A couple of weeks ago, biopharmaceutical company Incyte announced its new FDA-approved topical cream called Opzelura (ruxolitinib) for the short-term and noncontinuous treatment of mild-to-moderate atopic dermatitis in non-immunocompromised patients age 12 and older whose disease is not adequately controlled with topical prescription therapies, or when those therapies are not advisable.
According to the National Eczema Association, atopic dermatitis (AD) is the most the most common type of eczema, affecting more than 9.6 million children and about 16.5 million adults in the United States. “It’s a common chronic skin condition characterized by skin inflammation and itch,” says New York dermatologist Dr. Amy Spizuoco. “Atopic dermatitis can be difficult to manage, but it is treatable. Unfortunately, many people do not respond well to current treatments or lose treatment response over time, and as a result, they tend to cycle through therapies, underscoring the need for new treatment options.”
That’s where Opzelura comes in: “It’s the first and only topical JAK inhibitor approved in the United States, and research shows JAK signaling is important in immune function,” says Dr. Spizuoco. According to Incyte, data reveals that the dysregulation of the JAK-STAT pathway contributes to key features of atopic dermatitis, such as itch, inflammation and skin barrier dysfunction that can be painful and frustrating.
However, some dermatologists are hesitant about the new drug, as the FDA labeled it with a black box warning—the same one used on oral JAK drugs—about serious infection, death, cancer, heart-related issues, and blood clots. “As a JAK inhibitor, I am aware of safety warnings for Opzelura, and I will carefully review risk factors with my patients to evaluate if this is appropriate therapy,” says Dr. Spizuoco. “Overall, this approval represents an important advancement for patients and their healthcare providers. We are fortunate to have a new treatment available, and I’m excited to have Opzelura as an option for some of my adolescent and adult patients with the disease.”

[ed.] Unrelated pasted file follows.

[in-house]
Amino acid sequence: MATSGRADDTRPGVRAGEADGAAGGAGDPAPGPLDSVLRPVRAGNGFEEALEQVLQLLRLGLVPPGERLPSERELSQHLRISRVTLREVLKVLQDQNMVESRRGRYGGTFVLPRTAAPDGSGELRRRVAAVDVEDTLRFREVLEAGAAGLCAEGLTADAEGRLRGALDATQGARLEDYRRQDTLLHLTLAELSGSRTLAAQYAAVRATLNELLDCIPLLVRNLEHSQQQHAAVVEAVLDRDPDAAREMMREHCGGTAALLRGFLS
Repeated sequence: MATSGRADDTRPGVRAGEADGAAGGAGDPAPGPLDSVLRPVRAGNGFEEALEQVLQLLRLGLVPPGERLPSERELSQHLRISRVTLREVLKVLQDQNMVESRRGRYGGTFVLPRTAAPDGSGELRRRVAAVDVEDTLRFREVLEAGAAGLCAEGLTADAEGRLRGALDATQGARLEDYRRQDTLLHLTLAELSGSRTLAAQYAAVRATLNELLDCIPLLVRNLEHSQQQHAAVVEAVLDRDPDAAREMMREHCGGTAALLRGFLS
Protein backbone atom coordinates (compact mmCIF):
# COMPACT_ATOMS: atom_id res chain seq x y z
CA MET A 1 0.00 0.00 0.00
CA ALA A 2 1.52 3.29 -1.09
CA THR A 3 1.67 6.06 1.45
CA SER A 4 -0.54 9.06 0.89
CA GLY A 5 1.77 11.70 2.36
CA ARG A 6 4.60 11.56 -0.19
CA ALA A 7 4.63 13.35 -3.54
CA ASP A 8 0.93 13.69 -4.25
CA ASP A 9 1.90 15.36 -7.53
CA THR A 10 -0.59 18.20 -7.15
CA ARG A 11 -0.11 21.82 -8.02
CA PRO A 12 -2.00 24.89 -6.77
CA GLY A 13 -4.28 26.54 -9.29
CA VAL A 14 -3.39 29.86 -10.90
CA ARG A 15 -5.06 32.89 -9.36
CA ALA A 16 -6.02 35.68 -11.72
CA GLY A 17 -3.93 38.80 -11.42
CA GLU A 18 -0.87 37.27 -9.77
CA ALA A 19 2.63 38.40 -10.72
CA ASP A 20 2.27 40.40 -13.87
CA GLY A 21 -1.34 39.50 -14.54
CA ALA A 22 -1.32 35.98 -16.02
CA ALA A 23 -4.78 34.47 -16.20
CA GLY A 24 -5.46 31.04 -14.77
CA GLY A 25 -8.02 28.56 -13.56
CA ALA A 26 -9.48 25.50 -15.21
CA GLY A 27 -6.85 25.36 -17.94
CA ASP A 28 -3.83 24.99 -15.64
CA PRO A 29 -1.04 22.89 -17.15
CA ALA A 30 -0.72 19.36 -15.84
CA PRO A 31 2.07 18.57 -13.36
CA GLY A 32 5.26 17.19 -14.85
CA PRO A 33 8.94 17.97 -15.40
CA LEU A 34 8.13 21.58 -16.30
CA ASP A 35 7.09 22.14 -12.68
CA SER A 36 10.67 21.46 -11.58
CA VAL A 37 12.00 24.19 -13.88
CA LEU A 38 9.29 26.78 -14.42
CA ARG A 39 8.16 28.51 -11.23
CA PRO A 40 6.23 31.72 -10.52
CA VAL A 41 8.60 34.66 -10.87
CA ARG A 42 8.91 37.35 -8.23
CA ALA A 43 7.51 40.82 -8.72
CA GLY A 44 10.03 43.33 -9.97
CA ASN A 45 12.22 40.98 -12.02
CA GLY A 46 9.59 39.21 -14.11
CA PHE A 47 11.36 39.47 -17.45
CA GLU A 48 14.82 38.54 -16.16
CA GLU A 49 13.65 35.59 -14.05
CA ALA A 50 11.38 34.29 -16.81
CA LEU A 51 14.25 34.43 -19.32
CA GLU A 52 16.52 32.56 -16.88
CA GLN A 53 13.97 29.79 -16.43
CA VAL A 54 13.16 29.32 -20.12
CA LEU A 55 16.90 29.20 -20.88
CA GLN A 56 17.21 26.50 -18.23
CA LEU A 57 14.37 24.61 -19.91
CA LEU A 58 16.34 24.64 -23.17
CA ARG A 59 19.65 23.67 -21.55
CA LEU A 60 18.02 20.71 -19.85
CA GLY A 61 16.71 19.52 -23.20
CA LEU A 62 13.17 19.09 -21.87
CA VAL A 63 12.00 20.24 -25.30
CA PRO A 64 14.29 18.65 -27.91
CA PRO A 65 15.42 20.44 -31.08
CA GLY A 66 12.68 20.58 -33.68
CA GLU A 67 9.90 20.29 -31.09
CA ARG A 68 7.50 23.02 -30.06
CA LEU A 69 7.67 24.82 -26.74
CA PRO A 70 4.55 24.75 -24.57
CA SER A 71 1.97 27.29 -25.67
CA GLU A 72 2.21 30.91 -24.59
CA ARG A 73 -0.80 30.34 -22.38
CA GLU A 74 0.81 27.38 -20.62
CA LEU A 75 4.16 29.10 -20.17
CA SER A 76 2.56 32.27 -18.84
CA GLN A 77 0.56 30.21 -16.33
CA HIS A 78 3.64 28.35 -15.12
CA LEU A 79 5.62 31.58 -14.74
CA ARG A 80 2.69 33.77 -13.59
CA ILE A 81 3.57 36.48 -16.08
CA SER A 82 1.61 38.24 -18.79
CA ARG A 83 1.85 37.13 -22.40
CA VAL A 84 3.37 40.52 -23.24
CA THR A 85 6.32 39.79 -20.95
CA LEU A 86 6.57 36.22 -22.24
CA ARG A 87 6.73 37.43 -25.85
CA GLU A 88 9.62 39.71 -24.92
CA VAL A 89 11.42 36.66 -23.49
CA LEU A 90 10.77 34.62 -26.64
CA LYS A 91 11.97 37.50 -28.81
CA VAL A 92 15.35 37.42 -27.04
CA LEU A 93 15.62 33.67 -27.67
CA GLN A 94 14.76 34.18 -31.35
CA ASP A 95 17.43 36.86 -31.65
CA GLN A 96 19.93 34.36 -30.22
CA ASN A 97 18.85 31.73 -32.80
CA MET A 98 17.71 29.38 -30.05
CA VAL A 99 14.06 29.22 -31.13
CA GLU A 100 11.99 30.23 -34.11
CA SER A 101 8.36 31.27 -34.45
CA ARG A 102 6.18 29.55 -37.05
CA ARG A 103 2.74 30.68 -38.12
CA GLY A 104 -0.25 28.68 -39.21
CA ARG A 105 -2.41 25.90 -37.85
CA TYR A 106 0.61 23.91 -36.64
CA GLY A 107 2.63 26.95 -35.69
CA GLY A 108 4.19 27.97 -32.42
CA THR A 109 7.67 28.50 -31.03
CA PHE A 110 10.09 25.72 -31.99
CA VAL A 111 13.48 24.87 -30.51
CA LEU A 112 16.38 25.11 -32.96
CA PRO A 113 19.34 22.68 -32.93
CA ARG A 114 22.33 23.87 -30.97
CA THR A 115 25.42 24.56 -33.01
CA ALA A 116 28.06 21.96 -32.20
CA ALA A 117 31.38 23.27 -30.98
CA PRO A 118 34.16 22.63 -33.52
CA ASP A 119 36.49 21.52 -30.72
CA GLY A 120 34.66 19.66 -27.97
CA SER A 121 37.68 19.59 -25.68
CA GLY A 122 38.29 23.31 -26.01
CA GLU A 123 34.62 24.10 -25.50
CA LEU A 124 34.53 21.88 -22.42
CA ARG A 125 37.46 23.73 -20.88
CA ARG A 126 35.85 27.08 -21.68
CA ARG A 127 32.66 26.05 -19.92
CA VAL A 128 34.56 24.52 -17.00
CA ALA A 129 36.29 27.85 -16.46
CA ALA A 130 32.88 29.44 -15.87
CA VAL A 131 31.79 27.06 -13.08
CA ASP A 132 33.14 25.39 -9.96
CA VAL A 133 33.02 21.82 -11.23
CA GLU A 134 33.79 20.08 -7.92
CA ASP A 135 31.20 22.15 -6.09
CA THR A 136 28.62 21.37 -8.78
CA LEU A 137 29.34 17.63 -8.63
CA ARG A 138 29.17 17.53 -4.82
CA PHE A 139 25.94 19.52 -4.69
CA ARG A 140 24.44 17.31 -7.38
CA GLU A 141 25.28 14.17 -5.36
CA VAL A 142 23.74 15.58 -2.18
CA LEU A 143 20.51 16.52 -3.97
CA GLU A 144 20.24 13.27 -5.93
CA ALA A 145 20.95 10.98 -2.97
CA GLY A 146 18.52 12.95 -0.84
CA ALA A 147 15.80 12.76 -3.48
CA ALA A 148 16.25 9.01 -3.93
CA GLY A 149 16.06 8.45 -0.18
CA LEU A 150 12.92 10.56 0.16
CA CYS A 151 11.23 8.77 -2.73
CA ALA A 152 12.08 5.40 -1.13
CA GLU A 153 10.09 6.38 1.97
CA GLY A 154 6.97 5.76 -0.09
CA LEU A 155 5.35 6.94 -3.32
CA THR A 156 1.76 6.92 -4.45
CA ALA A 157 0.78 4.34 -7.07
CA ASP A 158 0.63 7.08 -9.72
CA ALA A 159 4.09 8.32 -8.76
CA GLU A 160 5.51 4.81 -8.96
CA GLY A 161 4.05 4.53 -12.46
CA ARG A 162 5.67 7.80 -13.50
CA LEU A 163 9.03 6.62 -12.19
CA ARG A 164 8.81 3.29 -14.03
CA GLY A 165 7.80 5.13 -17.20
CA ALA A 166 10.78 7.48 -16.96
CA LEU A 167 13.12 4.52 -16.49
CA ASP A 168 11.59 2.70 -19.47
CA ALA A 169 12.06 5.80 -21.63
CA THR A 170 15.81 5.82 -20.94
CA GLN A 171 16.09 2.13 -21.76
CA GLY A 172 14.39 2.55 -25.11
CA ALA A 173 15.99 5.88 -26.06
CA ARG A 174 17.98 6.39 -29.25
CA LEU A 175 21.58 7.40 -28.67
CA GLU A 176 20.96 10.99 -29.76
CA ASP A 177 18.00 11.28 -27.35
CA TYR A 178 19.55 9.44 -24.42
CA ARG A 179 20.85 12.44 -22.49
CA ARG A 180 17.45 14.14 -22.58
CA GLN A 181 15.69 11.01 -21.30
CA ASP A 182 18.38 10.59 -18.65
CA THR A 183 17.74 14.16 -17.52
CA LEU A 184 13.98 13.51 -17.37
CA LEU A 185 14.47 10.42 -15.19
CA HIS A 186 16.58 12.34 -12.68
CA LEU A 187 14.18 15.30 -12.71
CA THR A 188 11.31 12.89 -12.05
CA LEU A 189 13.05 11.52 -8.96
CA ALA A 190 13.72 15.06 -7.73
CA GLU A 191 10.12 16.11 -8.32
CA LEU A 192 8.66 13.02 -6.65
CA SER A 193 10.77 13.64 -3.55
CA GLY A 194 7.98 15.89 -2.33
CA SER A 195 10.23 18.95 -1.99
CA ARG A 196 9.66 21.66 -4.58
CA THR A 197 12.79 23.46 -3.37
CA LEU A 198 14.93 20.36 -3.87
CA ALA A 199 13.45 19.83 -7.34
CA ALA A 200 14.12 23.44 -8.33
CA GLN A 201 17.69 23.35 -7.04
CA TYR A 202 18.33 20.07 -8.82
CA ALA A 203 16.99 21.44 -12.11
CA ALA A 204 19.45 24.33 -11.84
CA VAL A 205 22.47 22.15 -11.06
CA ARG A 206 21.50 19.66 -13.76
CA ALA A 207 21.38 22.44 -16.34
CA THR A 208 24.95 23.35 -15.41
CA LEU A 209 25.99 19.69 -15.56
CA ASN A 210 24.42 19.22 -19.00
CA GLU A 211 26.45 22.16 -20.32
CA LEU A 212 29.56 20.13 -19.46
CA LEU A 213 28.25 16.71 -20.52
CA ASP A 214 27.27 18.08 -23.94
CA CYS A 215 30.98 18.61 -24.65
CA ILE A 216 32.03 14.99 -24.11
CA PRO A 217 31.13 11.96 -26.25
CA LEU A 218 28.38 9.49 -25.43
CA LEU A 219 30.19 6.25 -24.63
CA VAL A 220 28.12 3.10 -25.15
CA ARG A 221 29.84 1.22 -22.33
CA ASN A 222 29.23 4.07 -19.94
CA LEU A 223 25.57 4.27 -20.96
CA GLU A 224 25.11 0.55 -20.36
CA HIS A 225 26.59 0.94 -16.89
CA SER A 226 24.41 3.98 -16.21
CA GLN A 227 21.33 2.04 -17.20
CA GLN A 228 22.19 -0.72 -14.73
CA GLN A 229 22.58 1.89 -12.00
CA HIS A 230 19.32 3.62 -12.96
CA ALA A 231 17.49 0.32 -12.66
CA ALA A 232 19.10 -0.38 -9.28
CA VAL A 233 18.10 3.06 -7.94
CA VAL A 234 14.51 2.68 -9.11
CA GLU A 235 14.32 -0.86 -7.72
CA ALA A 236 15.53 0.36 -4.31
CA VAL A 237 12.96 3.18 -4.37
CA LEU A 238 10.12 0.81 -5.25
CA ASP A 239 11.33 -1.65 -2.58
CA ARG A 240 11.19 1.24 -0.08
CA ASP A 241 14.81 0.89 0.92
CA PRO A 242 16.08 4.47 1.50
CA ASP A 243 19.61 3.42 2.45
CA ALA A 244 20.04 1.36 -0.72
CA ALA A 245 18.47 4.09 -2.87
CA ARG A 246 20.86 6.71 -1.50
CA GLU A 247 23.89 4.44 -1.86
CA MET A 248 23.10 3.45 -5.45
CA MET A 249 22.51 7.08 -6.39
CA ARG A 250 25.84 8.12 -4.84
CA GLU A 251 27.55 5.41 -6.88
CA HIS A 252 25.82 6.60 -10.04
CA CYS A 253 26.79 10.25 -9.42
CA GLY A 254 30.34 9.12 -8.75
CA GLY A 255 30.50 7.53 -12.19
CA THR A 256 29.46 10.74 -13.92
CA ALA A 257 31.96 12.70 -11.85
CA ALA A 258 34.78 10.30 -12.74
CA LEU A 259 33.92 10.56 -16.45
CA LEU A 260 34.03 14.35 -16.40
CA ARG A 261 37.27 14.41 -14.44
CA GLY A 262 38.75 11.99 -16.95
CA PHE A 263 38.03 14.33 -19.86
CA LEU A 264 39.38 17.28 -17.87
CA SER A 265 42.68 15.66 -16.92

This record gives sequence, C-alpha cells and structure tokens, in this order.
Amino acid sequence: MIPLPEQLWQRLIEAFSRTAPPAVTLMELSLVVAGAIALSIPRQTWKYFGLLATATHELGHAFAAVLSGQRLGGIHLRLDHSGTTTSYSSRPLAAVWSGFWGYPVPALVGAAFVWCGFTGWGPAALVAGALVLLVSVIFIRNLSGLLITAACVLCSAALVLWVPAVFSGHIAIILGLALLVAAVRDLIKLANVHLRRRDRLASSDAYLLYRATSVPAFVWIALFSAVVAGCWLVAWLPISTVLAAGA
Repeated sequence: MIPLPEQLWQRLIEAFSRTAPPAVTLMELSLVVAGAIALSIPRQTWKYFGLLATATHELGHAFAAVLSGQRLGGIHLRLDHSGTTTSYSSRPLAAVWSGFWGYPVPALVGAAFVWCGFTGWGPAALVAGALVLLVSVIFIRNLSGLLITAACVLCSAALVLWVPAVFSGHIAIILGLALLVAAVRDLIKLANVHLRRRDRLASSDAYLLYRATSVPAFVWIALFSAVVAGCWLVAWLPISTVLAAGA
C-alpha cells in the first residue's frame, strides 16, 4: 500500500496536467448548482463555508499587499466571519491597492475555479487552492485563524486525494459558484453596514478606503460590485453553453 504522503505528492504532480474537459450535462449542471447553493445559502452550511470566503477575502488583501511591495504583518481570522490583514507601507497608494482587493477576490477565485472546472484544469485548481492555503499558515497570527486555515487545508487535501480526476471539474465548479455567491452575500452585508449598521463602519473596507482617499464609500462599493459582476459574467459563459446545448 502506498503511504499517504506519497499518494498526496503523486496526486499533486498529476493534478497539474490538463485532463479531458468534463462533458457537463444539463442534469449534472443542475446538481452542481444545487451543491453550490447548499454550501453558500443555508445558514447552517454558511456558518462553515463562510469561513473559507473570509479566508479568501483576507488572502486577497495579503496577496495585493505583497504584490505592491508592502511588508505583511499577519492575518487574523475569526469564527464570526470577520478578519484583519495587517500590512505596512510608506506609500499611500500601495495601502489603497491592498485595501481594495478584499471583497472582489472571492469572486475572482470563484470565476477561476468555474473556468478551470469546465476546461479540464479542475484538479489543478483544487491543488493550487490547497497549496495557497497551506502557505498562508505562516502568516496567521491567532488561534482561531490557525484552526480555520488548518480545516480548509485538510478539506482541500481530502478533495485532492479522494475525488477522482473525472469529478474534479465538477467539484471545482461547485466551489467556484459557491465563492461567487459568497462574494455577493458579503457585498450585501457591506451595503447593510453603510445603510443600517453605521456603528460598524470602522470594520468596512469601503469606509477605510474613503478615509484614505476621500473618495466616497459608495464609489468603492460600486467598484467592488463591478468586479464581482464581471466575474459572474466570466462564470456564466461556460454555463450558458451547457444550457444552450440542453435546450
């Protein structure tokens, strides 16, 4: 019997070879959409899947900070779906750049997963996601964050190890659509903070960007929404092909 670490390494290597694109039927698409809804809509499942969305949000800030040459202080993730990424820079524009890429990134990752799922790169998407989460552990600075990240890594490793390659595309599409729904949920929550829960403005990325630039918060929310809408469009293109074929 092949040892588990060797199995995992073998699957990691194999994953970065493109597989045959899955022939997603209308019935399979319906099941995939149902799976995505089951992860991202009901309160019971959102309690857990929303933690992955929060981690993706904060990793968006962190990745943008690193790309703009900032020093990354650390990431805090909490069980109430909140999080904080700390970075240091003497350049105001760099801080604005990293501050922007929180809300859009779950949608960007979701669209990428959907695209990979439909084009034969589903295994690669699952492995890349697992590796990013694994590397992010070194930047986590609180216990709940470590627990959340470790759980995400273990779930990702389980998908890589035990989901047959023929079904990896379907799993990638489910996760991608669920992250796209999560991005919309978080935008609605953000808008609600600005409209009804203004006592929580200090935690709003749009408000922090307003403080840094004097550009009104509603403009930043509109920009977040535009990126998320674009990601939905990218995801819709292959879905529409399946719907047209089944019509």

Now, Incyte is also announcing promising results from the Phase 3 TRuE-V clinical trial program evaluating the cream’s effects on adolescent and adult patients with nonsegmental vitiligo, a chronic autoimmune disease involving the depigmentation of skin that results from the loss of pigment-producing cells known as melanocytes.
Findings revealed that twice-daily treatment with 1.5% ruxolitinib cream resulted in facial repigmentation after 24 weeks: 29.9 percent of patients achieved greater than 75-percent improvement; 51 percent of patients achieved greater than 50-percent improvement; and 15 percent of patients achieved more than 90-percent improvement. A significant proportion of patients also achieved more than 50-percent improvement on their body as well. For both areas of the body, no serious treatment-related adverse events were reported, according to the company.
“These positive results reinforce the potential for ruxolitinib cream as a meaningful treatment option for people suffering from vitiligo, and we look forward to working with regulators to bring the first approved medical treatment that directly addresses repigmentation to patients in the U.S. and Europe,” says Jim Lee, MD, PhD and group vice president of Inflammation & Autoimmunity for Incyte. The company plans to submit the drug for FDA-approval for the treatment of vitiligo by the end of this year. Stay tuned to NewBeauty for updates!
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